Bioanalytical chemistry; capillary/nano-separations and microfluidics coupled with mass spectrometry; targeted tissue proteomics for cancer biomarker discovery.
Member of Editorial Board of Journal of Chromatography (1995-present); Member of Editorial Board of Current Pharmaceutical Biotechnology (1999-present); Member of Editorial Board of Electrophoresis (2005-2007); Guest Editor, Special Electrophoresis Issue on Microchannel-Based Methods for Proteomics (2006); Member of Review Panel for NCRR Biomedical Technologies (2007); Member of Review Panel for NCI Application of Emerging Technologies for Cancer Research (2006); Member of Review Panel for NIGMS Enabling Bioanalytical and Biophysical Technologies (2005-2006); Member of Reverse Site Visit Team for NCRR Research Resources (2004); Member of Review Panel for NCI National Research Service Awards (2004); Member of Review Panel for NIBIB Bioengineering Research Partnerships (2004); Member of Review Panel for NIGMS Bioanalytical, Engineering, and Chemistry (2003); Member of Review Panel for NSF Nanoscale Exploratory Research (2002-2004); Member of Review Panel for NSF Career Awards in Nanotechnology (2001); Member of Review Panel for DOE Bioremediation (2001); Member of Review Panel for NCI Technologies for Comprehensive, Sensitive, and Quantitative Protein Analysis in Human Tumors: Phased Innovation Awards (2001); Member of Review Panel for NIGMS Minority Biomedical Research Support (2000-2004); Member of Review Panel for NSF Biotechnology (2000).
Major Recognitions and Honors
To date 2 M.S., 17 Ph.D., and 12 postdoctoral associates.
CHENG S. LEE: Targeted Tissue Proteomics for Cancer Biomarker Discovery
Predictions of cancer behavior and likely drug response have been confounded by the great complexity of the human genome and, very often, the cellular heterogeneity of tumors. Cancer remains a highly heterogeneous disease, with different therapies required for different subtypes. Rapid therapeutic decisions are critical for effective cancer treatment. Multiple drugs are typically used, with few useful molecular markers currently accepted in clinical practice to aid in drug selection and dosing. Furthermore, an increasing number of drugs with significant toxicity are currently being used in disease management, with limited ability to effectively stratify patient populations based on expected drug efficacy and toxicity. Current clinical response rates for cancer drugs are generally low, and biomarkers hold substantial promise for effective patient stratification.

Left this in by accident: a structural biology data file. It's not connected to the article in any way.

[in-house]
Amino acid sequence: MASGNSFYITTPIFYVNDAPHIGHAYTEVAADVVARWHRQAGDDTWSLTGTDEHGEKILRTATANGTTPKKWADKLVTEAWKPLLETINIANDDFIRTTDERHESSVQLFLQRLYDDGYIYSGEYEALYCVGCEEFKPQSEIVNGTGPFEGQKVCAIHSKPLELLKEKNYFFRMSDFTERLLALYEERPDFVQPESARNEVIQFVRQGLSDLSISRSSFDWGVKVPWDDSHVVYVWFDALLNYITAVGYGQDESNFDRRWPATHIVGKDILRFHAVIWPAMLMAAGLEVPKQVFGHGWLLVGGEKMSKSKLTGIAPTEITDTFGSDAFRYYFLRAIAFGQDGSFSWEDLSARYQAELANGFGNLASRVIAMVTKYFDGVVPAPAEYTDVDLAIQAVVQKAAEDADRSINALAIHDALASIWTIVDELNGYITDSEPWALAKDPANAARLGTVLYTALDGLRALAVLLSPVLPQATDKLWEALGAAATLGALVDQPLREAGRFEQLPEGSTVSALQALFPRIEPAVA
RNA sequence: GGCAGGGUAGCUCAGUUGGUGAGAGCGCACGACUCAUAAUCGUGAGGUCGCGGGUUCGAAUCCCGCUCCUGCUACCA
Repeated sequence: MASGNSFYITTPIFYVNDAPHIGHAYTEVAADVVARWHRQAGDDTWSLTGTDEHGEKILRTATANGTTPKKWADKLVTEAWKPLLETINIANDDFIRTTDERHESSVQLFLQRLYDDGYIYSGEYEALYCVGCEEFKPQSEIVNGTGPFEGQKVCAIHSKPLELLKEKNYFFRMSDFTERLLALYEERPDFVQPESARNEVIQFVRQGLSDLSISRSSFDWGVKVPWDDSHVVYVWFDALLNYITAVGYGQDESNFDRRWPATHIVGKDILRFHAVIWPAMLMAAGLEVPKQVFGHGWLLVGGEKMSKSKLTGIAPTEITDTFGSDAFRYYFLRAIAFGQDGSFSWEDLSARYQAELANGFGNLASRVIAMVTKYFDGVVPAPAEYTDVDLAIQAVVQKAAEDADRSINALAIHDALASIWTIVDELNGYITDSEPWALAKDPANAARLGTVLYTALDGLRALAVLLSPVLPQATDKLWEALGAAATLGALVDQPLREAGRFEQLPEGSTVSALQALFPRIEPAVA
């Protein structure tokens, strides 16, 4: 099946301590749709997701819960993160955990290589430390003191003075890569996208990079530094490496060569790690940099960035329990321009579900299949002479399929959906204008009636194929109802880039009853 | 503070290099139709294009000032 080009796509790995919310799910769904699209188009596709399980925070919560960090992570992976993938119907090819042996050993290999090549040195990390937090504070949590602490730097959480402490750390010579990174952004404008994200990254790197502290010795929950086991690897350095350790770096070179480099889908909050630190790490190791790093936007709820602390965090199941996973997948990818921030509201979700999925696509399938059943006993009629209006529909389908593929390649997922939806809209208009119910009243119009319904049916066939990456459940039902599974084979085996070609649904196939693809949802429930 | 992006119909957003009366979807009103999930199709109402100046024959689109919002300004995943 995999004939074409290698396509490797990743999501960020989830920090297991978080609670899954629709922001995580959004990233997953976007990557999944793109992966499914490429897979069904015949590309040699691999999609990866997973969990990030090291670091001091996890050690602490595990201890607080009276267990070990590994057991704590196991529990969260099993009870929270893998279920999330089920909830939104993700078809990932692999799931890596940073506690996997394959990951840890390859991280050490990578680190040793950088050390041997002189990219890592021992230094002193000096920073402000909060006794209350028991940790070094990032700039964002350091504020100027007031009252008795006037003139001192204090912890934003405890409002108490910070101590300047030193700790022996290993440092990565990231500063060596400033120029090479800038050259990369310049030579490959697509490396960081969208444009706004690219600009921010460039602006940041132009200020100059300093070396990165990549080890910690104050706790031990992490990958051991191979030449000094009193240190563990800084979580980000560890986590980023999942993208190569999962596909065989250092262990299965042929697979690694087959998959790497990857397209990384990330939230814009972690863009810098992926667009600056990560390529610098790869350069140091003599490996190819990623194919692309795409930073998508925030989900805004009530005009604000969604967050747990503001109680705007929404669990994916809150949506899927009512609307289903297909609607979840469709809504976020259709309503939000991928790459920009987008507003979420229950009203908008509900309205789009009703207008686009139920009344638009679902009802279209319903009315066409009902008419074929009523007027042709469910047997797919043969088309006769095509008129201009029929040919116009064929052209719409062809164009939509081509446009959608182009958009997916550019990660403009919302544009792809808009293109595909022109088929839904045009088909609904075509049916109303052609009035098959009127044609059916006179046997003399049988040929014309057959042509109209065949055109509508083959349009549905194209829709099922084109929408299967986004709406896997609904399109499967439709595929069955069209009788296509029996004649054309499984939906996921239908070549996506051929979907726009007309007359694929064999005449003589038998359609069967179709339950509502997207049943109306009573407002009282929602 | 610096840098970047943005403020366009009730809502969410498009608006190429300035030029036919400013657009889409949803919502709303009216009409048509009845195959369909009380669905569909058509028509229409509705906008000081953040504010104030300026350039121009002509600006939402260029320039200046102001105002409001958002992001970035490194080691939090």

Clinically relevant proteomics data can only be generated if organ or tissue specimens investigated consist of homogeneous cell populations, in which no unwanted cells of different types and/or development stages obscure the results. Thus, laser capture microdissection has been developed to provide a rapid and straightforward method for procuring homogeneous subpopulations of cells or structures for biochemical and molecular biological analyses. However, in the absence of protein amplification techniques, proteomic analysis of microdissection-procured specimens is severely constrained by sample amounts ranging from 1,000-100,000 cells, corresponding to a total protein content of 0.1-10 microgram. Current proteomic platforms, including two-dimensional polyacrylamide gel electrophoresis and multidimensional liquid chromatography systems, require substantially larger cellular samples which are generally incompatible with protein extract levels obtained from microdissected specimens.
The major focus of our research program therefore involves the development of an effective discovery-based tissue proteome platform, called Gemini, to enable ultrasensitive analysis of minute protein amounts extracted from targeted cells in tumor tissues. By integrating unique tissue proteome capabilities with the expertise in cancer biology/pathology and archived tissues offered by collaborators at the Armed Forces Institute of Pathology, Cleveland Clinic Foundation, Cold Spring Harbor Laboratory, Johns Hopkins Medical Institutions, National Institutes of Health, Yale University, University of Arizona, and University of Southern California, our synergistic research efforts are centered on the identification of diagnostic, prognostic, and predictive biological markers in the clinical setting and during preclinical testing and clinical trials, as well as the discovery and validation of novel protein targets for developing cancer therapeutics.